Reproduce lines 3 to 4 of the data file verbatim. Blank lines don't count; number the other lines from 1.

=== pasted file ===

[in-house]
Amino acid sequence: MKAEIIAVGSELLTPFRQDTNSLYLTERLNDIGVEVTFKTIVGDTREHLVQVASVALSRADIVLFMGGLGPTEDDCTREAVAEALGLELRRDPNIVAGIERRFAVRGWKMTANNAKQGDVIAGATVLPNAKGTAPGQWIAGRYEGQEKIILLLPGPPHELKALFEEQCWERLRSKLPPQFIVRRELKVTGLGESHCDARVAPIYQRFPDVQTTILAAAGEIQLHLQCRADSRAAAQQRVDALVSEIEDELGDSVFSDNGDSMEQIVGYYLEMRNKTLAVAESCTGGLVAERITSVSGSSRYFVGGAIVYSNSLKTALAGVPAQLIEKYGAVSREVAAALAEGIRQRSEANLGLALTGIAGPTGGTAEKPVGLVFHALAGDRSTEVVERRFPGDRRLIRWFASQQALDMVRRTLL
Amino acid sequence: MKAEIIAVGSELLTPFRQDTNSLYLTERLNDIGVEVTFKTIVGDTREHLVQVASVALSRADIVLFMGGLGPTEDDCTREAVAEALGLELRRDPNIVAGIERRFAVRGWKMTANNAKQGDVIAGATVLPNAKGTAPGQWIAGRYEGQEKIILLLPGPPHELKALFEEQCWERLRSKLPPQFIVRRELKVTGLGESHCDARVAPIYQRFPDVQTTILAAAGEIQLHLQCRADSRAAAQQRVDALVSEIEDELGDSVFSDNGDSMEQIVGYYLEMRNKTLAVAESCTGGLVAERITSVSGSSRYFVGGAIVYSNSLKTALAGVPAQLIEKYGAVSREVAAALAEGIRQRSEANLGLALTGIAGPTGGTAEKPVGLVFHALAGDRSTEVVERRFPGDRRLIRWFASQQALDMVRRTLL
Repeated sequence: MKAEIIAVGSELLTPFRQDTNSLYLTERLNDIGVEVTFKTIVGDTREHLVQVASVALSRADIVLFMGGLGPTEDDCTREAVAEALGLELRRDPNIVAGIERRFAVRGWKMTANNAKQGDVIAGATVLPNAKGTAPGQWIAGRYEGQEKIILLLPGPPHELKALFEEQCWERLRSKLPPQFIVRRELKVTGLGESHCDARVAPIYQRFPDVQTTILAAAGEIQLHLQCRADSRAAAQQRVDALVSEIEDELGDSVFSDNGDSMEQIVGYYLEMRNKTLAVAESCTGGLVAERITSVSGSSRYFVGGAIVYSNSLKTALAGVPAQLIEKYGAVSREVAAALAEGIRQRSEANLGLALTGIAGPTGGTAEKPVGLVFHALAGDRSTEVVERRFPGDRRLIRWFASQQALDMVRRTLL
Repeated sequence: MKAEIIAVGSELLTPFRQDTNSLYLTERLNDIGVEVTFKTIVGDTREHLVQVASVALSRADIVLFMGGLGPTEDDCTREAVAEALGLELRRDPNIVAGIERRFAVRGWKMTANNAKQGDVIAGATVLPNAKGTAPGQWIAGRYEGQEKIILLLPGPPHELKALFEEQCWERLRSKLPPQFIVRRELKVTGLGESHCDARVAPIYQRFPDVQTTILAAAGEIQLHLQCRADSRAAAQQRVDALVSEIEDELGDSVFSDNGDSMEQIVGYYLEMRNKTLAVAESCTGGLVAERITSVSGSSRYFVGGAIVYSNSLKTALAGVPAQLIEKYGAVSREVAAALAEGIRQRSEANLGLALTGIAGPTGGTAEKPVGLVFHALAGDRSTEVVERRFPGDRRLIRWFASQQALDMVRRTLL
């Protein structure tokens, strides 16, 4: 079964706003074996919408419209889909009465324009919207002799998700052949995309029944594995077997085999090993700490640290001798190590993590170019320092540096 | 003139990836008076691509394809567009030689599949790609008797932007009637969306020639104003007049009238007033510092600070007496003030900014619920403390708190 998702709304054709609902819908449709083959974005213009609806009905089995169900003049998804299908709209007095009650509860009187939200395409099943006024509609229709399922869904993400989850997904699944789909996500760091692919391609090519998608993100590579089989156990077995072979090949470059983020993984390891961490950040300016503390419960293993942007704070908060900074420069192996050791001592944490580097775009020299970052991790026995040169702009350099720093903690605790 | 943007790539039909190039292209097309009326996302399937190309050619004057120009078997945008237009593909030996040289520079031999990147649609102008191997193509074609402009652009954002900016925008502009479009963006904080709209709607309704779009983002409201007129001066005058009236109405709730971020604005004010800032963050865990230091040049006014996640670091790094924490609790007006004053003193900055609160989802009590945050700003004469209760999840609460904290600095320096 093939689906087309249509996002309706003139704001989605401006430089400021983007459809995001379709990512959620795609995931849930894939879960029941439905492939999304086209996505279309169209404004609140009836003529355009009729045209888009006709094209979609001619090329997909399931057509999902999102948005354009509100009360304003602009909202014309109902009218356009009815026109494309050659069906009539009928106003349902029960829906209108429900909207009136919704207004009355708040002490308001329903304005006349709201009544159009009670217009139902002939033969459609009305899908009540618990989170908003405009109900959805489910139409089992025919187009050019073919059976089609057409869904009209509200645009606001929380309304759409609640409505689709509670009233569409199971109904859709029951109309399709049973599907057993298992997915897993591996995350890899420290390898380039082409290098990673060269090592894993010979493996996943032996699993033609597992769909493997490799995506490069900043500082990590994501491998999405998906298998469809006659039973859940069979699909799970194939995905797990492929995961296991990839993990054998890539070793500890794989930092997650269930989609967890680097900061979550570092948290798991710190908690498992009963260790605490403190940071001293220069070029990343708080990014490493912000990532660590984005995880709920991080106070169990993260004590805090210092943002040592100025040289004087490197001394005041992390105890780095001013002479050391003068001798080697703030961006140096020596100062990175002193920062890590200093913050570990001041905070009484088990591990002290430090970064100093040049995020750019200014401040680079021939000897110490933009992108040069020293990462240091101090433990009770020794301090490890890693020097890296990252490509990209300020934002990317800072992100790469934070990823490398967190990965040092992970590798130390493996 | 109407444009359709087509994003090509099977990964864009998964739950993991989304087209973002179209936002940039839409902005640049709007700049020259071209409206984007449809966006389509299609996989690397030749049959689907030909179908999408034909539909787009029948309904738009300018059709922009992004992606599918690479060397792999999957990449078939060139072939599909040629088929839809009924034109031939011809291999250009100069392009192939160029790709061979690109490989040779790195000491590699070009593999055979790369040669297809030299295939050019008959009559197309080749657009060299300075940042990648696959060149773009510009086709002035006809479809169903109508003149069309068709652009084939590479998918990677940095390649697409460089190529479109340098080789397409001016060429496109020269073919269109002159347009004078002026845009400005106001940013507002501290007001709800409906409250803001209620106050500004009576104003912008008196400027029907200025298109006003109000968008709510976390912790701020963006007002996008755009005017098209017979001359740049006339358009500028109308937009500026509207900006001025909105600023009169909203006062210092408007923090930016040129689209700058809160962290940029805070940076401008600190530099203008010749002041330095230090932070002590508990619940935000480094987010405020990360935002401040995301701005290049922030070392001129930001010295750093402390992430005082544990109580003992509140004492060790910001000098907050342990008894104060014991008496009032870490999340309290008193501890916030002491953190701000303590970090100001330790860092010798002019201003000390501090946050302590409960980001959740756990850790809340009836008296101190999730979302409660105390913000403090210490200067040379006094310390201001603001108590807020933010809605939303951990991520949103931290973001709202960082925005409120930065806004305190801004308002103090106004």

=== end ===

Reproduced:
Amino acid sequence: MKAEIIAVGSELLTPFRQDTNSLYLTERLNDIGVEVTFKTIVGDTREHLVQVASVALSRADIVLFMGGLGPTEDDCTREAVAEALGLELRRDPNIVAGIERRFAVRGWKMTANNAKQGDVIAGATVLPNAKGTAPGQWIAGRYEGQEKIILLLPGPPHELKALFEEQCWERLRSKLPPQFIVRRELKVTGLGESHCDARVAPIYQRFPDVQTTILAAAGEIQLHLQCRADSRAAAQQRVDALVSEIEDELGDSVFSDNGDSMEQIVGYYLEMRNKTLAVAESCTGGLVAERITSVSGSSRYFVGGAIVYSNSLKTALAGVPAQLIEKYGAVSREVAAALAEGIRQRSEANLGLALTGIAGPTGGTAEKPVGLVFHALAGDRSTEVVERRFPGDRRLIRWFASQQALDMVRRTLL
Repeated sequence: MKAEIIAVGSELLTPFRQDTNSLYLTERLNDIGVEVTFKTIVGDTREHLVQVASVALSRADIVLFMGGLGPTEDDCTREAVAEALGLELRRDPNIVAGIERRFAVRGWKMTANNAKQGDVIAGATVLPNAKGTAPGQWIAGRYEGQEKIILLLPGPPHELKALFEEQCWERLRSKLPPQFIVRRELKVTGLGESHCDARVAPIYQRFPDVQTTILAAAGEIQLHLQCRADSRAAAQQRVDALVSEIEDELGDSVFSDNGDSMEQIVGYYLEMRNKTLAVAESCTGGLVAERITSVSGSSRYFVGGAIVYSNSLKTALAGVPAQLIEKYGAVSREVAAALAEGIRQRSEANLGLALTGIAGPTGGTAEKPVGLVFHALAGDRSTEVVERRFPGDRRLIRWFASQQALDMVRRTLL